Raising a family dedicated to serving others is the legacy one Potomac lawyer hopes will live on in generations to come.
For Michael Lichtenstein, community service is a routine part of his family's life. Growing up in South Africa and later Israel, Liechtenstein says his parents raised him in a generous and giving household, something he's trying to pass on to his daughters today.
The Washingtonian’s top-ranked lawyer cooks food to feed the homeless, works in soup kitchens, co-founded a nonprofit that raised money for children's causes in the area and in September will run his 26th triathlon for the Make A Wish Foundation.
For their 13th birthdays, Lichtenstein asked each of his three daughters to complete a bat mitzvah project that was more hands-on than a typical monetary donation.
"We wanted them to actually go out and do something physical so they’d be involved with people,” Lichtenstein said.
For his youngest, Laynee, what started as a project to meet that request at 13 has turned into a reoccurring tradition of service. Every six weeks Laynee, now 15, and her father cook up a meal for nearly 200 men and serve it at an emergency men's shelter in Rockville.
“We went there -- she, myself and my wife initially -- and we cooked dinner and she baked cookies and we served the men," Lichtenstein said. "She liked it. It was amazing."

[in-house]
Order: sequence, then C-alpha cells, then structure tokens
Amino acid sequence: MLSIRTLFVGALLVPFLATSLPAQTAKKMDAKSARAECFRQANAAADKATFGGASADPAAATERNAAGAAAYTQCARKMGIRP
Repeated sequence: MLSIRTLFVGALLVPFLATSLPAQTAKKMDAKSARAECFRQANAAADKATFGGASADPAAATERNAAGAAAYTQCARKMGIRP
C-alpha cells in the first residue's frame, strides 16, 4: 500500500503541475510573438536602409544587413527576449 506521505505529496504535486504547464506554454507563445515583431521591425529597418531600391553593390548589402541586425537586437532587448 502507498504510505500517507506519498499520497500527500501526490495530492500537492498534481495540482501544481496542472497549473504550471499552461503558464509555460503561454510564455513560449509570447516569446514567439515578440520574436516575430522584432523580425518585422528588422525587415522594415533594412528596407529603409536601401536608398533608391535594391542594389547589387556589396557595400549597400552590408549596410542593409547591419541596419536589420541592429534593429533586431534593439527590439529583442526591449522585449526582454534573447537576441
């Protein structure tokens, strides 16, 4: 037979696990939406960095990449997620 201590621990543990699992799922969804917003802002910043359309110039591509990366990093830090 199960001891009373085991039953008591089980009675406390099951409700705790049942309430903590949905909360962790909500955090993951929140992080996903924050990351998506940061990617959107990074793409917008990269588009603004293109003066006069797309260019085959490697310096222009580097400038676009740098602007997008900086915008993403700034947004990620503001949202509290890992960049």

After visiting the shelter a few times, Lichtenstein said his daughter wanted to continue with her project. During her visits Laynee had the opportunity to connect with someone she may have never met otherwise -- a former crack addict who granted her a new perspective on life.
The two had an "instant connection," Lichtenstein said. "Every time we'd go there, he would ask 'How's my baby? Make sure you stay in school.' It was great seeing them interact."
"To see all of the guys in their bunks, it makes me thankful for everything I have," Laynee said.
The Montgomery County Coalition for the Homeless reccomended Lichtenstein's work last fall, naming him an outstanding volunteer.
"His dedication and hard work bringing regular meals to our [Home Builders Care Assessment Center] men’s emergency shelter is truly appreciated," said Diane Aten, communications director for the coalition. "Montgomery County Coalition for the Homeless could not do our work without the 70,000+ meals that are donated each year from outstanding volunteers like Michael."
But finding time out of a busy schedule to give back to the community isn’t an issue for a family that is grateful for everything it has.
“I’ve been happily married for 30 years. I have three great daughters. I’m very happy at work, I’ve had a lot of luck in life in terms of what’s happened to me,” Lichtenstein said. "You walk into a room and there’s 200 men sleeping in one room with all of their possessions on their beds, how can you not help them?
"My view is that there’s no excuse for anybody in this area not to be devoting some time. It balances your life,” he added.
An earlier version of this story incorrectly cited a donation to Children's Inn. We regret the error.